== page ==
Adults

ADHD is a recognised neurological condition and therefore continues into adulthood. It is widespread, poorly understood and frequently remains undiagnosed. It is often associated with alcohol, substance and drug abuse and on-going emotional and lifestyle difficulties. Diagnosis may be obscured by years of compounding problems.

Common Problems

• Sense of underachievement, often false due to poor perceptions

Easily bored, craves stimulation, takes risks, gambles

• Fidgets, doodles, seem to be elsewhere, easity distracted or side-tracked

Mood swings, extremes of feelings, excessive anxiety or sensitivity; compulsive

• Over-excited, hyper focussed, obsessive

Intolerance, sudden unreasonable/unpredictable verbal/physical aggression

• Reluctance to read, hard to focus and concentrate

Reluctance to write, hard to express and sequence ideas, may be dyslexic

• Sets unrealistic goals and multi-tasks leading to non-completion of projects

Difficulty in getting organised, procrastination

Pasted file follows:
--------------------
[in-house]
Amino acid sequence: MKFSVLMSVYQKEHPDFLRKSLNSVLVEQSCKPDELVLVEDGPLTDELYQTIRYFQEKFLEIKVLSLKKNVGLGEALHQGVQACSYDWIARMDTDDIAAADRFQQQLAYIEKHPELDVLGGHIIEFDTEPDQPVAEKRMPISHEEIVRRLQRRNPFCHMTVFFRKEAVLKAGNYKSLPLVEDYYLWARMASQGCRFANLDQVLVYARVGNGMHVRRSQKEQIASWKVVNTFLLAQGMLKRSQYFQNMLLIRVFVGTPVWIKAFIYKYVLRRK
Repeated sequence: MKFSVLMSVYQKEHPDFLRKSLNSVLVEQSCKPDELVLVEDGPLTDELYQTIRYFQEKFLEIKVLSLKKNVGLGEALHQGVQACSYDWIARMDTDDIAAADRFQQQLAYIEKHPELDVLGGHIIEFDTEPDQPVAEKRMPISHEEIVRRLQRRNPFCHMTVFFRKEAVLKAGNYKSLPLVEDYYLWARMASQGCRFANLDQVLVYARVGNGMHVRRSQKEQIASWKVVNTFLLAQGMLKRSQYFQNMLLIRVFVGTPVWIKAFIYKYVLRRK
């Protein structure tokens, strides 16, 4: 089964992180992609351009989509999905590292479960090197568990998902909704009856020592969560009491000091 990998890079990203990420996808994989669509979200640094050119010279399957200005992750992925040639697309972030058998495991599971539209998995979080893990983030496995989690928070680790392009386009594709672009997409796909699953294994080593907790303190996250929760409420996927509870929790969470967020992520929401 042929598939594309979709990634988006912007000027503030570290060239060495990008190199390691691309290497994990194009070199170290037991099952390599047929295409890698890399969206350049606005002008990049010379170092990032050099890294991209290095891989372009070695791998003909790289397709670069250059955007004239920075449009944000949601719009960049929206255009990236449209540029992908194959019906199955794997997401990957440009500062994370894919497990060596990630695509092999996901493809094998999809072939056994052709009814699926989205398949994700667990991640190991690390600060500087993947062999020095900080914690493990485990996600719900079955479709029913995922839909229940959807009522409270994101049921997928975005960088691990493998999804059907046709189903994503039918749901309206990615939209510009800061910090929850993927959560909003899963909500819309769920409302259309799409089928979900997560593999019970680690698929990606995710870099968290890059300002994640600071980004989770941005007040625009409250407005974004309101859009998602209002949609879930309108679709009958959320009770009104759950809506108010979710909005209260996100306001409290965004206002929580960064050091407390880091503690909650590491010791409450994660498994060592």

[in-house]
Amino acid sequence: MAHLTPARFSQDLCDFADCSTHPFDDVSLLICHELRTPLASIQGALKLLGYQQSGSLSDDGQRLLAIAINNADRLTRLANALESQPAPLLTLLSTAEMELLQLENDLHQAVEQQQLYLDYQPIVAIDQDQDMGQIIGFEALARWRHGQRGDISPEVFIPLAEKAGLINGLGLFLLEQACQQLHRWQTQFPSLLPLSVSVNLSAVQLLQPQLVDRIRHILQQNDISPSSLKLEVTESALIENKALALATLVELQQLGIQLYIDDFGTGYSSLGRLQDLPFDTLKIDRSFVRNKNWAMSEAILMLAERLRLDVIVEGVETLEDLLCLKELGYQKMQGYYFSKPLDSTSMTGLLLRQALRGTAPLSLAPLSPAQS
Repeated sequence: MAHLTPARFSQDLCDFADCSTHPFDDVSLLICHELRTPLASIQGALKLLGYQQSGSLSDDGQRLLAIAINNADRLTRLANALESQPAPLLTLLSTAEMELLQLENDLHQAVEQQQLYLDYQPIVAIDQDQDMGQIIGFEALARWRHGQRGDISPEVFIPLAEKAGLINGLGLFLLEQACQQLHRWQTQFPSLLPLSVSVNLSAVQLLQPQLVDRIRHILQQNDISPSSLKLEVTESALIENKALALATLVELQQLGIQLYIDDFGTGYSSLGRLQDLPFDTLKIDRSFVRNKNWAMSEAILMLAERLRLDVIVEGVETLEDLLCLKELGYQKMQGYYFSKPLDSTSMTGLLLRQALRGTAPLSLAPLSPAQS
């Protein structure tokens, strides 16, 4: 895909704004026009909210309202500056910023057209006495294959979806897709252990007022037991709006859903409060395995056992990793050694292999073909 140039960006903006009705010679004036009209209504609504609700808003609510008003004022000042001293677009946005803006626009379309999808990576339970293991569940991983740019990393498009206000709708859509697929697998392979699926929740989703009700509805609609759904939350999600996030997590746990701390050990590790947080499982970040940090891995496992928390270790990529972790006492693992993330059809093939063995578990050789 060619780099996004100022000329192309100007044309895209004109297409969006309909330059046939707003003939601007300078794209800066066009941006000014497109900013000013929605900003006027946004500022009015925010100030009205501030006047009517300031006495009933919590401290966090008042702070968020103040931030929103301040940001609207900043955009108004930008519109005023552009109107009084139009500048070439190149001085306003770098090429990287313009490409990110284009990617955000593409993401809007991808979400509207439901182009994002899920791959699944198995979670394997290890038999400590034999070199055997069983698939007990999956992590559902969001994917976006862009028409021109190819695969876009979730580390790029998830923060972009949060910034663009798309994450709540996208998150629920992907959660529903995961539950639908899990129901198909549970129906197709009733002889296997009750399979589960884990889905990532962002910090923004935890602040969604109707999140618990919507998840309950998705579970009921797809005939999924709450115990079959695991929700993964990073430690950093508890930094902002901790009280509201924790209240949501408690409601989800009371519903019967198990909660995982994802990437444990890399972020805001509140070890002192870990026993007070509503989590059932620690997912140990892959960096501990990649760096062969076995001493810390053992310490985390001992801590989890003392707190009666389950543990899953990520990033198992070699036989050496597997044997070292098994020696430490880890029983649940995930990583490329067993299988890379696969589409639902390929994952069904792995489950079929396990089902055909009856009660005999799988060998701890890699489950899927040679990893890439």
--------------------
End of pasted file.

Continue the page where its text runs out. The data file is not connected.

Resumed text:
• Subject hops, many thoughts in mind at once, disorganised

Impatient, tactless, interrupts, finishes other’s sentences

• Impulsive with no thought of consequences

Has trouble following authorised procedure, oppositional

• Inattentive, forgetful, can’t retain information, sudden blank mind

Often has a cluttering or hoarding problem

Can have physical symptoms

Cravings, addictions; allergy, hypersensitivity; migraines, headaches, dizziness; excessive thirst; eye troubles; digestive upsets; muscle aches such as twitching, tics, cramps; air hunger eg sighing, yawning; sleep disturbances, apnoea, insomnia, restless leg syndrome; excessive perspiration; skin, nail, hair abnormalities; poor temperature sense; thyroid problems.

Management

Although there is no cure for ADHD, there are treatments that can be useful in managing the symptoms. Treatment must be tailored for the individual and should address all areas of need. For many, just getting a diagnosis and understanding that there was a reason for many of their past difficulties can be enormously helpful.

Common components of a treatment plan include:

• Consultation with appropriate medical professionals

• Education about ADHD

• Medication

• Behavioural management strategies, coaching

• Psychotherapy or counselling

• Support groups

• Vocational counselling

 

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